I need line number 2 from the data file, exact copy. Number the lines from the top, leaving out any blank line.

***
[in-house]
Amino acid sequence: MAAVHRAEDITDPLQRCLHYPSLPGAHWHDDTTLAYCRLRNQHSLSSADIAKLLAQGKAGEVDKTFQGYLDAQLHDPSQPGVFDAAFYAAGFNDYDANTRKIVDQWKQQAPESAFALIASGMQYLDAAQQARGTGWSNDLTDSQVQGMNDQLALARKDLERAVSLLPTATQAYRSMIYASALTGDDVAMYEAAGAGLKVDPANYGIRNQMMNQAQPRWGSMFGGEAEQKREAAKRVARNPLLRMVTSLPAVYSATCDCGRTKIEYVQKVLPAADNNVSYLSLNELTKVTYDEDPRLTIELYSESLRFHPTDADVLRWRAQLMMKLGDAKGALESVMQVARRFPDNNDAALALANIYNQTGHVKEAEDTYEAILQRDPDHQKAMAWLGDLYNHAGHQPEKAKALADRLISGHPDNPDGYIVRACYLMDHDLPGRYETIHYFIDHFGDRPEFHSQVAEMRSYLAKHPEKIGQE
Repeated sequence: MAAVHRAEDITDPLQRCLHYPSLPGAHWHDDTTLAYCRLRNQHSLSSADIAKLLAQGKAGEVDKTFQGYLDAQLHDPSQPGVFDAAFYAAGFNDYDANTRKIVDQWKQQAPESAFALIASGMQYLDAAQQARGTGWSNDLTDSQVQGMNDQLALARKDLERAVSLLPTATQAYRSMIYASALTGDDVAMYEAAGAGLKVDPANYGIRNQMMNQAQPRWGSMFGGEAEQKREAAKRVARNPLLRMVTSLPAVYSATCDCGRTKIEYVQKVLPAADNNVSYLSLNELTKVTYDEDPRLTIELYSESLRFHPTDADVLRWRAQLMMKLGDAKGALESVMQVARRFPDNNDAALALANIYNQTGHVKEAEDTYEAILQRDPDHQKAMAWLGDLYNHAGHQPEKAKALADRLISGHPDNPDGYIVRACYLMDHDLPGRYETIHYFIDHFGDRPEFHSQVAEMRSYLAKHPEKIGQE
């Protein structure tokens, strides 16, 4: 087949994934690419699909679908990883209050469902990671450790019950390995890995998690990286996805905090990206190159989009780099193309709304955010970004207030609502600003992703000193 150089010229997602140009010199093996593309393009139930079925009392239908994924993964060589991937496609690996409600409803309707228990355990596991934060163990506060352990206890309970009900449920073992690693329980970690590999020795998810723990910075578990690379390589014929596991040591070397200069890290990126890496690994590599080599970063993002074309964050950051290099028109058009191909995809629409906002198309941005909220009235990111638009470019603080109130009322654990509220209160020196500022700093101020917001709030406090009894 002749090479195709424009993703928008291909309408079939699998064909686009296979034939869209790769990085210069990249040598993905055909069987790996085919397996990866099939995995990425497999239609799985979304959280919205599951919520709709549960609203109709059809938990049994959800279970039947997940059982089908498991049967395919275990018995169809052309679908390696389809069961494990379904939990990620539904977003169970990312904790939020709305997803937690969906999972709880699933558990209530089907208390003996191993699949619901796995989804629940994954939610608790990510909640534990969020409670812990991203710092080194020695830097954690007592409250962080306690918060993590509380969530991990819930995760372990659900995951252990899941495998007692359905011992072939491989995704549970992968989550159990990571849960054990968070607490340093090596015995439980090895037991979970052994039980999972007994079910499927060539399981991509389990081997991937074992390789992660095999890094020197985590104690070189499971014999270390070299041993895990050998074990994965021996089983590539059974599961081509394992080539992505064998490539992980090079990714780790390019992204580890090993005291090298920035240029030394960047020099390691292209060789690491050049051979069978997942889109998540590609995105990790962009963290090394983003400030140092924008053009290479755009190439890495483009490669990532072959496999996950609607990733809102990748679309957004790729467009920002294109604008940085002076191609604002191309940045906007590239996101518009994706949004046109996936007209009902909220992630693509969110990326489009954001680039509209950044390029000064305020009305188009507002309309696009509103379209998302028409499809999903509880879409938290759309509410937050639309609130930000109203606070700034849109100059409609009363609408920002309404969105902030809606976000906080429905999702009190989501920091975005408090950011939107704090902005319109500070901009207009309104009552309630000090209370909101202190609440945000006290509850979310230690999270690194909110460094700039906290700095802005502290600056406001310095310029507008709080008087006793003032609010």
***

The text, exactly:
Amino acid sequence: MAAVHRAEDITDPLQRCLHYPSLPGAHWHDDTTLAYCRLRNQHSLSSADIAKLLAQGKAGEVDKTFQGYLDAQLHDPSQPGVFDAAFYAAGFNDYDANTRKIVDQWKQQAPESAFALIASGMQYLDAAQQARGTGWSNDLTDSQVQGMNDQLALARKDLERAVSLLPTATQAYRSMIYASALTGDDVAMYEAAGAGLKVDPANYGIRNQMMNQAQPRWGSMFGGEAEQKREAAKRVARNPLLRMVTSLPAVYSATCDCGRTKIEYVQKVLPAADNNVSYLSLNELTKVTYDEDPRLTIELYSESLRFHPTDADVLRWRAQLMMKLGDAKGALESVMQVARRFPDNNDAALALANIYNQTGHVKEAEDTYEAILQRDPDHQKAMAWLGDLYNHAGHQPEKAKALADRLISGHPDNPDGYIVRACYLMDHDLPGRYETIHYFIDHFGDRPEFHSQVAEMRSYLAKHPEKIGQE